By Claudia, MD
Also, if the fabric is cotton, a strong coffee or tea can be used to make it look old or to give it a tan or brown look, mix the tea or coffee in water and soak item until desired color is reached. Also try any berry jucie, or even grape juice with vinegar to set.
By Martha in TN
Post your own tips below.
I am trying to dye some curtains white. They were originally an off white. Respond at sandyholy6 AT aol.com
Aurorasilk.com is a natural dye supplier in Portland, Oregon.
The owner Cheryl Kolander has wonderful tutorials on the
web. I worked for her for a year and answered email, etc.
Natural dying is so much fun...
There are also great tutorials on the web.
I found an alternative source for alum is Oriental food
stores. It comes in chunks which have to be dissolved of
course. Where alum is the appropriate mordant use 10-25%
by weight to dry textile. If you are just experimenting,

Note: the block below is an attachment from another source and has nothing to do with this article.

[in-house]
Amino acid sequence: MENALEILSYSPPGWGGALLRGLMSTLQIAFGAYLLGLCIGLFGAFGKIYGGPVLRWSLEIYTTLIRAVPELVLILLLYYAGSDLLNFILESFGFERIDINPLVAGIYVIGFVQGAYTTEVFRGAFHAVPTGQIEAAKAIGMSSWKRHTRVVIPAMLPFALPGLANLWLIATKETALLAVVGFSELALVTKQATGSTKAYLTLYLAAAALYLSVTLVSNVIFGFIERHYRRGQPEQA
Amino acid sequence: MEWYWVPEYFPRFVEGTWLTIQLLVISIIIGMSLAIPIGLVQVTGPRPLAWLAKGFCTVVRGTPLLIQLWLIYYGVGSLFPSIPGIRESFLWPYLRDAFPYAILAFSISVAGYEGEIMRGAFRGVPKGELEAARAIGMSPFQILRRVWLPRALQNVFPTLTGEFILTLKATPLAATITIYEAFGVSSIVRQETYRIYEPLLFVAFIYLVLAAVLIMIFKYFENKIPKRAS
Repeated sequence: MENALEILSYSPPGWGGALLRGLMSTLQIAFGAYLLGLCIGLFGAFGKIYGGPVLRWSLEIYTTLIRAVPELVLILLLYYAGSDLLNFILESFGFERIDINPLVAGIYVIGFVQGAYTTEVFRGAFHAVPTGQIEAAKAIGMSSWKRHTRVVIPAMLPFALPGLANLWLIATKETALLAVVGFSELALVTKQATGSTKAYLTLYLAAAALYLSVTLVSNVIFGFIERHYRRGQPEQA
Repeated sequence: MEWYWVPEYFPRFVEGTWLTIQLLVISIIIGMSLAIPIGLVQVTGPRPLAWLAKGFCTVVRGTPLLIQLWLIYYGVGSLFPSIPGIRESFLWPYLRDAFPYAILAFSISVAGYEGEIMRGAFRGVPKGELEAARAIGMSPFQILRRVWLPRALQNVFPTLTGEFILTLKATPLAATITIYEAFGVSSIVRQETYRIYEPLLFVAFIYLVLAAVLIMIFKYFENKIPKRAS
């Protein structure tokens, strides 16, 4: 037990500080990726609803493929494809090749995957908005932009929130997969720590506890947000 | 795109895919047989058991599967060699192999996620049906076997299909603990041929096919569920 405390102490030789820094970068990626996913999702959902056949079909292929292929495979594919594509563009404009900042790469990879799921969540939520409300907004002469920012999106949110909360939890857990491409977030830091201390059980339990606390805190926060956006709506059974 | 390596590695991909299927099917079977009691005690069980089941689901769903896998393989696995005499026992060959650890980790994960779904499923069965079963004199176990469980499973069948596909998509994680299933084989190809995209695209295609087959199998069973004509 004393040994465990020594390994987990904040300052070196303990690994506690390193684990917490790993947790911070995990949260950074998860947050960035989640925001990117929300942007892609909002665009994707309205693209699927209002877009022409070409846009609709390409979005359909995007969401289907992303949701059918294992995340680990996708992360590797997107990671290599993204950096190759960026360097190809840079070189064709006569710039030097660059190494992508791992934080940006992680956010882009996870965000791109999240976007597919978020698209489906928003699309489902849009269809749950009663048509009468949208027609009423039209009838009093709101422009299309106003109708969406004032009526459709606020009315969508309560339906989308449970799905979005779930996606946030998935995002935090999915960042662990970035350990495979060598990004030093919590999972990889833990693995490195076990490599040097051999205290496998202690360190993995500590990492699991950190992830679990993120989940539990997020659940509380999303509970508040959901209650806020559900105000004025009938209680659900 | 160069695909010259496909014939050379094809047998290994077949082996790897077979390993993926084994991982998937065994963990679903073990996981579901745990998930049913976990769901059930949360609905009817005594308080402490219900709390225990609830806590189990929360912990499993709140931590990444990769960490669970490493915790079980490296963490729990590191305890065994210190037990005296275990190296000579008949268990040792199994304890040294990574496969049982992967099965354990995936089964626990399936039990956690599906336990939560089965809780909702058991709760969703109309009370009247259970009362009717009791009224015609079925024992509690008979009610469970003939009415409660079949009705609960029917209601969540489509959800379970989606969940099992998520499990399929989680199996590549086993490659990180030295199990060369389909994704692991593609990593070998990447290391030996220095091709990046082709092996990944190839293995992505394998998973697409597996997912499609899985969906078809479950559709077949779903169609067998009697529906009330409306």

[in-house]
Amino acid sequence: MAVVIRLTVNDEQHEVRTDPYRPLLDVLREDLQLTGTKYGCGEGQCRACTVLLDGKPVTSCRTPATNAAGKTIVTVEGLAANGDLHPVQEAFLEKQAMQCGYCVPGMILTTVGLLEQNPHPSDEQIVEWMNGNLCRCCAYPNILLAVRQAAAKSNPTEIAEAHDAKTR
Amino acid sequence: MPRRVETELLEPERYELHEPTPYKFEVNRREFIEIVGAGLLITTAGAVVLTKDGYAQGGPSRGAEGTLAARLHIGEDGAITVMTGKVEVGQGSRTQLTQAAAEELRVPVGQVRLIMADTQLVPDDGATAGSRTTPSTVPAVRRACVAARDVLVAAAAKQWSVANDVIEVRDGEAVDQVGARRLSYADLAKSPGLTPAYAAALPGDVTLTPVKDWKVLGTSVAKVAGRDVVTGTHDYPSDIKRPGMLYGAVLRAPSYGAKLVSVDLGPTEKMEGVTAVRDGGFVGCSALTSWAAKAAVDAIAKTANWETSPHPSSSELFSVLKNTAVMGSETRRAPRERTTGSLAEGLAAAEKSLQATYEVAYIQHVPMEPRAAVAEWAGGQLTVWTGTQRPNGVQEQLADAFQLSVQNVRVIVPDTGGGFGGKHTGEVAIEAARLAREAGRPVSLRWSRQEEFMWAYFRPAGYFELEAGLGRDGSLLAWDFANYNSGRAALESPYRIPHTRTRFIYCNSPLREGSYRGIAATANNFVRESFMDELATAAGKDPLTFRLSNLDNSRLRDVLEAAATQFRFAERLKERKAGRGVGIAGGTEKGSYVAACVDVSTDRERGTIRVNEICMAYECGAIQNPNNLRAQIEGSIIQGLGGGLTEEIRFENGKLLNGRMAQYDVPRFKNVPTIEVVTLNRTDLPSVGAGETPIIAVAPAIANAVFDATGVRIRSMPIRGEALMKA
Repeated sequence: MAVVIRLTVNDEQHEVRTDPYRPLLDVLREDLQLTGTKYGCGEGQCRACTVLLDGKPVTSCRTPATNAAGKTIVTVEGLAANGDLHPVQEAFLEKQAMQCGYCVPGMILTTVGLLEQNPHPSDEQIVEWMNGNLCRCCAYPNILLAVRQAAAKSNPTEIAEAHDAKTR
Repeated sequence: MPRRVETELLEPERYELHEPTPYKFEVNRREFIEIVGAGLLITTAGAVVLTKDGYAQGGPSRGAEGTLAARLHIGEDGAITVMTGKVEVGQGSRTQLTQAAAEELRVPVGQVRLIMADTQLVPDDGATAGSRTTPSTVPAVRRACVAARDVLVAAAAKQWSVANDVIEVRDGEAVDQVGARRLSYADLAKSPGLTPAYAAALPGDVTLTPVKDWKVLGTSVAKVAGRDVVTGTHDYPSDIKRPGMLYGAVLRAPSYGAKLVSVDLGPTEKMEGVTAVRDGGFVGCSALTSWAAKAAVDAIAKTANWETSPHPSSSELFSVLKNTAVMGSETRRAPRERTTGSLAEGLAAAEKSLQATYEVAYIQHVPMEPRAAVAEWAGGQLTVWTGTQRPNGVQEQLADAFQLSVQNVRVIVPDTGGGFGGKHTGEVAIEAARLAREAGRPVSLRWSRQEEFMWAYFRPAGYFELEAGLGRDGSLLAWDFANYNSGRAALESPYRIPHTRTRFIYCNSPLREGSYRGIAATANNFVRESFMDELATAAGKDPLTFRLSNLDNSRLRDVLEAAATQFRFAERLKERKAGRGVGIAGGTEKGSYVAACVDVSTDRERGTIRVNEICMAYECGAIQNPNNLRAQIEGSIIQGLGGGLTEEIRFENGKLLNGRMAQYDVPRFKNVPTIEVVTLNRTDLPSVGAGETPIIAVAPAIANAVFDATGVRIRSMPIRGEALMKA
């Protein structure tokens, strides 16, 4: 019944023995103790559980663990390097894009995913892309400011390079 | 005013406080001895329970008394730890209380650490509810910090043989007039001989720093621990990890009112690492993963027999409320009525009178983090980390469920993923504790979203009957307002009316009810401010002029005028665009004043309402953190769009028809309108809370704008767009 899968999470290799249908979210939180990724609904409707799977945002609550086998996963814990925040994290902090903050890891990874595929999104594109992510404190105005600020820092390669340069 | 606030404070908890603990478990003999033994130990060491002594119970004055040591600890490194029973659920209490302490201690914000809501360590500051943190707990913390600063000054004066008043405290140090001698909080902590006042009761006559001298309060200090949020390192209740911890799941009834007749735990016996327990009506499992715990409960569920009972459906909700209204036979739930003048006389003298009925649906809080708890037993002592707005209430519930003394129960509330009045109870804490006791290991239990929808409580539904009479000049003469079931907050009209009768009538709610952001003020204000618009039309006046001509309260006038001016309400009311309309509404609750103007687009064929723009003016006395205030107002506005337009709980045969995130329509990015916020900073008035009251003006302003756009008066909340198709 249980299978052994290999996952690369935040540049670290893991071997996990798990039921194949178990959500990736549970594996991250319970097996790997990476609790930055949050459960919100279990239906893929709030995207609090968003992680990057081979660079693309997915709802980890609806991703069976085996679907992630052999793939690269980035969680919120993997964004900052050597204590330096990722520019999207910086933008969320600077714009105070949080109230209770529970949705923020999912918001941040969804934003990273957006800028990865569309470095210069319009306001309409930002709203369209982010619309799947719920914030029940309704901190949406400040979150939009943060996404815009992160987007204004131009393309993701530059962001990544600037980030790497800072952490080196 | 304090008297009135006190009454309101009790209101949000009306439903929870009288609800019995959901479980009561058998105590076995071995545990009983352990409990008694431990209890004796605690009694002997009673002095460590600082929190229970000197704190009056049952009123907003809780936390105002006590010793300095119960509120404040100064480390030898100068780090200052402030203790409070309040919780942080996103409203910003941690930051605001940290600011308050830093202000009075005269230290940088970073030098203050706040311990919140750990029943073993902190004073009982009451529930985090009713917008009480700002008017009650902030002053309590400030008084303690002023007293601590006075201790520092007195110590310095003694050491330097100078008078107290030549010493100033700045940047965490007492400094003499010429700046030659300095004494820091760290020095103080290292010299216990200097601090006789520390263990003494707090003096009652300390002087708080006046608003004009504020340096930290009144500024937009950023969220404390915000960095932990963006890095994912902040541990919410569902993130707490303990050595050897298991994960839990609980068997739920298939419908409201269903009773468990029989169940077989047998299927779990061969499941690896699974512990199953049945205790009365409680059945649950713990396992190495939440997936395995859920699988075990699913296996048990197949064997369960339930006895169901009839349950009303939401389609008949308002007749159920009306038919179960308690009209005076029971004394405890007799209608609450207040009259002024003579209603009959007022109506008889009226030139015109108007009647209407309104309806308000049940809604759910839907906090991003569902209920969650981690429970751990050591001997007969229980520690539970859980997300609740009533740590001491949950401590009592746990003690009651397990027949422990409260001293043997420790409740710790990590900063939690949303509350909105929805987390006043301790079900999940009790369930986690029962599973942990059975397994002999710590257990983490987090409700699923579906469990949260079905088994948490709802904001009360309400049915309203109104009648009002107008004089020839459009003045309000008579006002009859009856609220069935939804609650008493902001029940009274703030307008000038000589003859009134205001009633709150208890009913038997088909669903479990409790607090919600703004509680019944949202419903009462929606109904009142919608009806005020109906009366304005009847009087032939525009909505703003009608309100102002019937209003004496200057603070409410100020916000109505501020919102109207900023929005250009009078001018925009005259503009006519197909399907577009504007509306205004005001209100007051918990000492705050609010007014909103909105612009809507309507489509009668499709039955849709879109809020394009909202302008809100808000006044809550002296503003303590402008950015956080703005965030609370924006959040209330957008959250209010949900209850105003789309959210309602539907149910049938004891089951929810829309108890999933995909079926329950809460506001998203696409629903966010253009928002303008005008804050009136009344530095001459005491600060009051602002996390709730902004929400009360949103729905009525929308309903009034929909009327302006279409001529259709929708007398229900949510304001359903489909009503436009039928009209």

start low and work your way up and save your samples.
Alum is THE mordant for wool.
Everyone is forgetting the fun stuff, like cooking onion skins (nice golden yellow), beets for a purplish blue and fleshy green leaves(a soft clouded green)You have to pound these last and put the fabric in without adding too much water.
Yes I agree with MartyD, it would best if u set the dyes with something called a mordent. Salt, washing soda and also, believe it or not, rusty nails!
I remember my mother using a cold water rinse with salt. She said it would "set the dye". She did this with all the red garments she bought me and the fabrics before she sewed them. In those days not all fabrics were color fast and would fade on a person's undies if caught out in the rain or if you perspired too heavily. Precautions had to be taken and salt was what worked for my mama.
BTW I love lace aged with tea stain!
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